A Straight Line to My Heart

A Straight Line to My Heart by Bill Condon

Book: A Straight Line to My Heart by Bill Condon Read Free Book Online
Authors: Bill Condon
Tags: Juvenile Fiction
the cop to punch. Good one. Anyway, Bull comes into my room and I go mental and throw stuff at him and tell him to rack off – only I don’t say rack. But, you know, I really like it that he makes the effort. That’s why I thought I’d come over and see you. Didn’t want you to be angry all on your own.’
    He looks up at me. At last.
    â€˜You’re a weird chick, aren’t you?’ That’s what he says to me.
    â€˜Good observation.’ That’s what I answer.
    A glad, happy look breaks out on his face. I mean, really breaks out, as if it’s been held captive by the forces of doom and gloom and now it’s on his face and stretching out and smiling at me.
    â€˜So you drop books on people?’
    â€˜And that’s a good thing?’
    â€˜Aw yeahh. Not real books because I would never damage a book. No way. What I do is – say I’m you. Right?’
    â€˜You’re me.’
    â€˜Okay. I’m playing footy. Having a fine time. And then this gorilla headbutts me. I realise later it was an accident, but at the time I’m not in a fit state to realise anything, because all I can think of is killing the fool. You with me so far?’
    â€˜I might even be ahead of you.’
    â€˜Good. Now here’s where our approach differs. Instead of punching out like a maniac, as you did, I would have closed my eyes and used my imagination to build a plane.’
    He looks doubtful. Can’t imagine why.
    â€˜Trust me. This works. I do it all the time and I can’t even use a screwdriver. I build the plane – it takes a second – jump in and take off. Then I swoop low over the head of my victim and wave at him from the cockpit. That alone feels amazing. He starts running and I can see the fear on his face, but there’s nowhere to hide. Now here comes the really good part. I open the bomb doors. One thousand copies of War and Peace land on him –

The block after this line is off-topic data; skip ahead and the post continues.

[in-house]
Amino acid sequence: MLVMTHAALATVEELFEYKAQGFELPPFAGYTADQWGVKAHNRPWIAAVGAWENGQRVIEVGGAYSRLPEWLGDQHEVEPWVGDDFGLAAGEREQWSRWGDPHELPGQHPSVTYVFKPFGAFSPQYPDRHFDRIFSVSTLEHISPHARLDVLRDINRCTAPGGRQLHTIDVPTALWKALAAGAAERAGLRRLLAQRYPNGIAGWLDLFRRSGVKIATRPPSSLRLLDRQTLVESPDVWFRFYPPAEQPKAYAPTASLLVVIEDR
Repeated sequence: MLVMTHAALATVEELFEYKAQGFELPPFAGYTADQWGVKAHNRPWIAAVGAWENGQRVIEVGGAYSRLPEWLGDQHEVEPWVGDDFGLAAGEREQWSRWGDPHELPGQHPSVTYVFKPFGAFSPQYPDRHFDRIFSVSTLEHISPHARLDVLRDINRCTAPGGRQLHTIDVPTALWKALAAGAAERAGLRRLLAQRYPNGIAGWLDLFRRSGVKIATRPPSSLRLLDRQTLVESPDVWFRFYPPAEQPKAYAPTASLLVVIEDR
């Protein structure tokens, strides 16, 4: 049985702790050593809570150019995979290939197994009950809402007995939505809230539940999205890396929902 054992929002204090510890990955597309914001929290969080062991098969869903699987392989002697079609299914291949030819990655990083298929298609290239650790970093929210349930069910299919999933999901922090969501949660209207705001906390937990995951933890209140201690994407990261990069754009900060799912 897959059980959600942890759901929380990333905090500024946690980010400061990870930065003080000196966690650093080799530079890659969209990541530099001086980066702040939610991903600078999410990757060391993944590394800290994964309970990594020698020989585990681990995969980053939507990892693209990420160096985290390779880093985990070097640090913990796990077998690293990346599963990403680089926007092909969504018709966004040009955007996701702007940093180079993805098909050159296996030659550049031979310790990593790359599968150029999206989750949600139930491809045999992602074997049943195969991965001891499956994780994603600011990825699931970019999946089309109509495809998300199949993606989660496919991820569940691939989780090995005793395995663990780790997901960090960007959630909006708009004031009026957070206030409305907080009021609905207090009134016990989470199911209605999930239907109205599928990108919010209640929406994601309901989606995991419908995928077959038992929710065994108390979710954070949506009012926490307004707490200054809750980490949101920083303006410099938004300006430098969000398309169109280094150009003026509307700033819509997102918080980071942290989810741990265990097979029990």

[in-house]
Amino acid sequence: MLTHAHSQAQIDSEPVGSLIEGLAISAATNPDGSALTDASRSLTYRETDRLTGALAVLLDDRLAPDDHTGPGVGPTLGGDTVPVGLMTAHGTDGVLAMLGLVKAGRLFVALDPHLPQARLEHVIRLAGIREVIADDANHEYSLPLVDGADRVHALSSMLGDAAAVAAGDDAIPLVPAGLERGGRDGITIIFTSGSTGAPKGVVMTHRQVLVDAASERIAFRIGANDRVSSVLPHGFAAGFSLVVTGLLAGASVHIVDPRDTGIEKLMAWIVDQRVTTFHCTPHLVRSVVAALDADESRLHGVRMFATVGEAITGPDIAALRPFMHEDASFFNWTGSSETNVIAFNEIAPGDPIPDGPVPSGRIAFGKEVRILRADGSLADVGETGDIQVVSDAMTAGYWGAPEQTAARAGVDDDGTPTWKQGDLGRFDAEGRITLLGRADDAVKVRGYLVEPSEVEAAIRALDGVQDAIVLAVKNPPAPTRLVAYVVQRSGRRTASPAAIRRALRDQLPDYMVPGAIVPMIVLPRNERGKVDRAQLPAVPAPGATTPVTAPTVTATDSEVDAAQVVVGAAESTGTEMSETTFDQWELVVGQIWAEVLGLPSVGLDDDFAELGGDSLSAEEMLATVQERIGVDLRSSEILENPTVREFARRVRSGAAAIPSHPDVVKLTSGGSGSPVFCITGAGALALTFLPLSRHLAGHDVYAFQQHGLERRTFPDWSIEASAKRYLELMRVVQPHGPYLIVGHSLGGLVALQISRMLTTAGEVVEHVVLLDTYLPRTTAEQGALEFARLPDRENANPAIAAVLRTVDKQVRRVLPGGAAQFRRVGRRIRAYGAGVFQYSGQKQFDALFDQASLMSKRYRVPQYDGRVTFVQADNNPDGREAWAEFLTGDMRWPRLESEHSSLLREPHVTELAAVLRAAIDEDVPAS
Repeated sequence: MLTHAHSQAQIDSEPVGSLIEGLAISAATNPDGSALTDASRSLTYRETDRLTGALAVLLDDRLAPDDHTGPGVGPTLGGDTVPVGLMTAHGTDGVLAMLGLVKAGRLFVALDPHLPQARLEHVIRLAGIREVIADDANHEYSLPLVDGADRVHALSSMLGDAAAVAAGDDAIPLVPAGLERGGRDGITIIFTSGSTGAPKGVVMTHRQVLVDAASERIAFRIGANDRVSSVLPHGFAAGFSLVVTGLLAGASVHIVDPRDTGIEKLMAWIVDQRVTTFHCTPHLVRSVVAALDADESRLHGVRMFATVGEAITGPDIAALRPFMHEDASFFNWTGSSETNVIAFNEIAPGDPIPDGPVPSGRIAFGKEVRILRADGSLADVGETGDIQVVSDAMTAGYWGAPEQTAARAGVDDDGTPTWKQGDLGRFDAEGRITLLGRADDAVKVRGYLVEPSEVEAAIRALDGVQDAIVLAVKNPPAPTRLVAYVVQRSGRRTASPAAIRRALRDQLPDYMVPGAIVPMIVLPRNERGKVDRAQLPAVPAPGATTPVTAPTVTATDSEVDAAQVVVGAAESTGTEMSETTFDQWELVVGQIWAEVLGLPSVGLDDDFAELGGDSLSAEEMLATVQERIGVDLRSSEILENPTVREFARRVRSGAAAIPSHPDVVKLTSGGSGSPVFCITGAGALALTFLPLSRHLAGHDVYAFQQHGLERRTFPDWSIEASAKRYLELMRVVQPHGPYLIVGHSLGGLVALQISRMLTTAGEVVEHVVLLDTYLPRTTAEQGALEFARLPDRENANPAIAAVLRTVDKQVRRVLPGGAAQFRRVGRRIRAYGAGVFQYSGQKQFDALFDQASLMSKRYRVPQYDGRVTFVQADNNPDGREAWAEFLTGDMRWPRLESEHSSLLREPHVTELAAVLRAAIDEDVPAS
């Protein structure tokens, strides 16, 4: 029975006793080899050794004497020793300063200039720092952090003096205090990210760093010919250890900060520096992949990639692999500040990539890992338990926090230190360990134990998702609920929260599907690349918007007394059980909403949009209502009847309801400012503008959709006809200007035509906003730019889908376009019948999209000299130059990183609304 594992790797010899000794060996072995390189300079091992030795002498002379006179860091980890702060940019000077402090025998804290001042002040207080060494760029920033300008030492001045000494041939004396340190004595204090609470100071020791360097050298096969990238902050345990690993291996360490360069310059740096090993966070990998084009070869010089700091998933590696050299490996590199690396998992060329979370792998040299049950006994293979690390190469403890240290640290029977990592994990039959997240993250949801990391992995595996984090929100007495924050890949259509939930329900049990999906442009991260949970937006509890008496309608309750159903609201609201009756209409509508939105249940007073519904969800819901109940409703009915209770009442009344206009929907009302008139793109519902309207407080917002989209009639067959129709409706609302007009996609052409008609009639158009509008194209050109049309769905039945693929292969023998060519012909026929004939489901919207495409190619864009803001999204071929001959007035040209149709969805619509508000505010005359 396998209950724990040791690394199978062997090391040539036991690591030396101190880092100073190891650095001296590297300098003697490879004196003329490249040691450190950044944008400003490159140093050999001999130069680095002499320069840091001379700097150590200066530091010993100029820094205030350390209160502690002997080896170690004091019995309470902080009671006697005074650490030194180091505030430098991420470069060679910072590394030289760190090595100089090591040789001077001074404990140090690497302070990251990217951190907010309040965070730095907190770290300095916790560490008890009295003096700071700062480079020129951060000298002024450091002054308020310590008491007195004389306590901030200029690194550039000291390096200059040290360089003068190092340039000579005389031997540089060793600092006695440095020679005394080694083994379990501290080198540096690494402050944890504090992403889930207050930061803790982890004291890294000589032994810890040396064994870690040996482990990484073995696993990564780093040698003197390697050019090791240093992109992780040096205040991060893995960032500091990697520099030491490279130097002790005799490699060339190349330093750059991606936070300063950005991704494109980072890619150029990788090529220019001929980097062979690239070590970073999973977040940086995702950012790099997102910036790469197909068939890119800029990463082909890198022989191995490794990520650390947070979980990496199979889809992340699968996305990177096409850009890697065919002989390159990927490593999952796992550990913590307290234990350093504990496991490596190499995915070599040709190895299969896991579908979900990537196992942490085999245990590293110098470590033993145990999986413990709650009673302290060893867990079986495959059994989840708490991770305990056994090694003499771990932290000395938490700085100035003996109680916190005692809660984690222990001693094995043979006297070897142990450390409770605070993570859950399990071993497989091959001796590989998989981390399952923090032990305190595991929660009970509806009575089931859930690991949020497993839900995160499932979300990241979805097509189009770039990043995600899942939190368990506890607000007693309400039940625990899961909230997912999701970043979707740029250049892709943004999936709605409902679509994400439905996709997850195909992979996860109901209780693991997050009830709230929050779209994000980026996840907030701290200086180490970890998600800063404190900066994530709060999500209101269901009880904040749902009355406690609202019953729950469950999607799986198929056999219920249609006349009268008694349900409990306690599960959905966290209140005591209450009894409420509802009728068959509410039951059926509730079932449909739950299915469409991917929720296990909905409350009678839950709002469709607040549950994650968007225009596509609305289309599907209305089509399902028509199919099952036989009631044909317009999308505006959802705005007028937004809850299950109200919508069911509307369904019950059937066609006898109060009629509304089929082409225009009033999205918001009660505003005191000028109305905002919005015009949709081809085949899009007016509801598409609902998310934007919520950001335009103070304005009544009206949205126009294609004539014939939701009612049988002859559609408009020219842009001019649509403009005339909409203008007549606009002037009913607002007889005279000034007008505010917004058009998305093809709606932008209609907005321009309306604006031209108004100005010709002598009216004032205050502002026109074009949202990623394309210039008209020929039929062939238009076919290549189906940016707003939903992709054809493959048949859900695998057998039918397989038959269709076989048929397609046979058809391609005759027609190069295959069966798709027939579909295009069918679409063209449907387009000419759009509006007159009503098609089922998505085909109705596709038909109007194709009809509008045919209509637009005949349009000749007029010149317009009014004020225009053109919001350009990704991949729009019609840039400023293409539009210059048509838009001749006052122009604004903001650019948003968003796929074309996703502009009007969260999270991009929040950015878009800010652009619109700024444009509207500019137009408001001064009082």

â€˜Five hundred and sixty thousand words in each book.
    â€˜Hard back covers.
    â€˜Large print edition.
    â€˜The pen is mightier than the sword!’
    He mulls it over for a second, before telling me what he thinks.
    â€˜Yeah,’ he says, nodding, ‘you are full-on weird.’ But he says it with a smile.
    It seems like a perfect time to leave – while I’m winning.
    When I get back to Kayla she’s full of questions for me. I give her answers trimmed to the bone.
    â€˜Just thought I’d make sure he was all right.
    â€˜He hardly said anything.
    â€˜I said a lot of rubbish.
    â€˜And no, I don’t expect to ever see him again.’
    That night I type the day’s adventures into my journal. For the first time I don’t call him Big Foot. He’s Davey.

On sunday they have an eight-dollar dinner special at the Royal. Kayla and I never miss it. I go for the shepherd’s pie with chips and she has the lasagna with chips. If you eat at the Royal, you’d better like chips.
    We find an empty table in a corner, but before long it’s noisy. Meat raffle’s on. Charlie Dent is in charge. He’s quite a poet. Especially when he works with colours.
    â€˜Twenty-nine blue – could that be you?’
    â€˜Thirty-three green – has anyone seen – thirty-three green?’
    And he’s known far and wide for this one:
    â€˜Fifty-six pink – rinky-dink-dink!’
    It’s so bad it’s funny. But Kayla isn’t laughing tonight. She isn’t all that bothered about food either. Not long into the meal she abandons her knife and fork to graze on the chips, seeking out the slightly burnt crispy ones. But she soon tires of that.
    â€˜Can we get outta here, Tiff?’
    That’s fine with me. We both know a quieter place. It’s a fair trek but it’s on our way home and there’s a short cut. In fifteen minutes we’re standing at the entrance to our own private hide-out: Gungee Creek

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